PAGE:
So I’d only say that it would be immoral (1) if you’re obliged to speak or write in favor of the draft against your will — or if you do that willingly or (2) if you relish the prospect of making the lives of draftees particularly miserable, knowing that they can’t do anything about it.

The second clearly wouldn’t be any kind of problem for you — that would be very psychologically twisted. And it doesn’t sound like the first would be issue either. So… go for it!

I hope that’s helpful!

I’d be interested in any thoughts on this matter, particularly from people with experience in the military, particularly in countries with a draft.

(FYI: Normally, I don’t answer e-mail questions of this kind… except from people who are regular contributors to Philosophy in Action. Even for regular contributors, I can’t make any guarantees, but I will do my best!)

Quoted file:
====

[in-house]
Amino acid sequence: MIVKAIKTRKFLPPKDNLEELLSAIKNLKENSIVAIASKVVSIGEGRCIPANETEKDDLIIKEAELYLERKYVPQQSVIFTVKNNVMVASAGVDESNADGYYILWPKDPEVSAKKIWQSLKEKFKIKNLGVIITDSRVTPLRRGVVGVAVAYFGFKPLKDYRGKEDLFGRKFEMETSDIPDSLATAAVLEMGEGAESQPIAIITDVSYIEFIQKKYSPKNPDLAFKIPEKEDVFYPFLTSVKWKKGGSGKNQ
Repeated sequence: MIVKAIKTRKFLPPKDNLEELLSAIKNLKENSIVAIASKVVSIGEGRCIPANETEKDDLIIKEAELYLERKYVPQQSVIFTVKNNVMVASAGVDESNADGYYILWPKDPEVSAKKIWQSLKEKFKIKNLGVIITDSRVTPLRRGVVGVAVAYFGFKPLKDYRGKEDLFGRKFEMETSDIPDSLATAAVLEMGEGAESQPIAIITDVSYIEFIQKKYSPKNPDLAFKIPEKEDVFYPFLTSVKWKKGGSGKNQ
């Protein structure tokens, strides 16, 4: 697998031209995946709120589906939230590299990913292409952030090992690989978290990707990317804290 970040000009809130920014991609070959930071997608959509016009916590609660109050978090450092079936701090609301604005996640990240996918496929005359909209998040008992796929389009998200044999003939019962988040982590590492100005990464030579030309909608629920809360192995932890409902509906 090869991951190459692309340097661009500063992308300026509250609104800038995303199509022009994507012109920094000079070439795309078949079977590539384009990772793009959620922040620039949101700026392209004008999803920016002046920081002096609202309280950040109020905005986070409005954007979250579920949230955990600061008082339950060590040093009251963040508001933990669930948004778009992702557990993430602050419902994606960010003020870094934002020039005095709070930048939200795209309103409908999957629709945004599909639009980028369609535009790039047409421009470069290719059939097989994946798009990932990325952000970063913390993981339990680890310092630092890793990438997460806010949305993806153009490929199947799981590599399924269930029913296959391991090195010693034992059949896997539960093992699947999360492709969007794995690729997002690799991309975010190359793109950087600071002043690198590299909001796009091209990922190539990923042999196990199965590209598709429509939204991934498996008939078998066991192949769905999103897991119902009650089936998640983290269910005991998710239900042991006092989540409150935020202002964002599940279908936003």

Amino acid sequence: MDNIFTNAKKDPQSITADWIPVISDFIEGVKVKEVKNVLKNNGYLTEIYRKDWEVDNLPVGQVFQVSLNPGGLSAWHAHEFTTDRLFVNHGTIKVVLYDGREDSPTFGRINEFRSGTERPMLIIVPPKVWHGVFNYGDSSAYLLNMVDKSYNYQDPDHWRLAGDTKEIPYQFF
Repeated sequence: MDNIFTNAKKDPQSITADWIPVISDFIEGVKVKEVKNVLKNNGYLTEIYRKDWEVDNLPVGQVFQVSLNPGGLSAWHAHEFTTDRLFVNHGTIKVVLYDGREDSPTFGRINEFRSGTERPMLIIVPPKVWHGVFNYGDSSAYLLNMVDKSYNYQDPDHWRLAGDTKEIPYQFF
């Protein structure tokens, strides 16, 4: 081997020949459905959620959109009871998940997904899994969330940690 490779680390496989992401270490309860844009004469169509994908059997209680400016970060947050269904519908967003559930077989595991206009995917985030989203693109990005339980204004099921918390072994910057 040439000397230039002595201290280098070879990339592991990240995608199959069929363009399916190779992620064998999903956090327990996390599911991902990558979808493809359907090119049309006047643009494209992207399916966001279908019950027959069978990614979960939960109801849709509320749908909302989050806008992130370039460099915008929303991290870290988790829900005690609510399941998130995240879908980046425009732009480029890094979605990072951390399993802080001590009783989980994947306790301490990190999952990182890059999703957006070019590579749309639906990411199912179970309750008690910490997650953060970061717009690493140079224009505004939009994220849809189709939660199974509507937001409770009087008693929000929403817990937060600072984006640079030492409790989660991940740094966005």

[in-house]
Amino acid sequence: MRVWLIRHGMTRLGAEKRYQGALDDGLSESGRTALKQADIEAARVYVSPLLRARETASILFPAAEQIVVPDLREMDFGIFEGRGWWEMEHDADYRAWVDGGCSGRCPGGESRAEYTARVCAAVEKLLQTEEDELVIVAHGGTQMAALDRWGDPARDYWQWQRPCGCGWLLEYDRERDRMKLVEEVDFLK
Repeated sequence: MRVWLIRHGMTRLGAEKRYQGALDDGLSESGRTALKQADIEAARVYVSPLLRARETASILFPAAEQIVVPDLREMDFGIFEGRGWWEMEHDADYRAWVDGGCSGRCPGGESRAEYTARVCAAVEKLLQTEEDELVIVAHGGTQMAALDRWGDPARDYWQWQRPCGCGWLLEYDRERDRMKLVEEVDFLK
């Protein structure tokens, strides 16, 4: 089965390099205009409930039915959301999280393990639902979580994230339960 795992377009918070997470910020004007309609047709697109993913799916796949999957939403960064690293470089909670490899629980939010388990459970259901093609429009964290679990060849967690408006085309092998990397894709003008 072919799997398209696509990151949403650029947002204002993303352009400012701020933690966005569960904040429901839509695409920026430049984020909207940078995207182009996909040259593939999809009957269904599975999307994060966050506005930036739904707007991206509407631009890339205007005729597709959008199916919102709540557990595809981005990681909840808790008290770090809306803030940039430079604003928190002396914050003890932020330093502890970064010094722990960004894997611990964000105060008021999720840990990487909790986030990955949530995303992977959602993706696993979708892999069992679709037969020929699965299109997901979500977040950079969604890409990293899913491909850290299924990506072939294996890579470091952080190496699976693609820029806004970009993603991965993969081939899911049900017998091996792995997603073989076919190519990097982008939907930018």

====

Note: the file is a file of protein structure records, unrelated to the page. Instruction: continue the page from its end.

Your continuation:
Feb 162012

In Sunday’s Philosophy in Action Webcast, I discussed liking but not loving your career. The question was:

What should I do if I have a good job but not burning professional ambition? I have a good job that pays well. I perform my job well to the best of my ability. But I don’t feel about it the same way that Howard Roark felt about the field of architecture in The Fountainhead or that Dagny felt about the railroad business in Atlas Shrugged. I don’t hate my job – I do enjoy the work and the people I work with. But it’s not my burning passion. On a scale of 1-to-10, my paying job (and the overall field) is a 7, but I also have various non-paying outside hobbies and activities that are more of a 8 or 9 for me. Should I try to cultivate a strong passion for my paying job? Or look for a different line of work? Or ramp up my pursuit of various hobbies and outside activities that give me greater satisfaction on the side?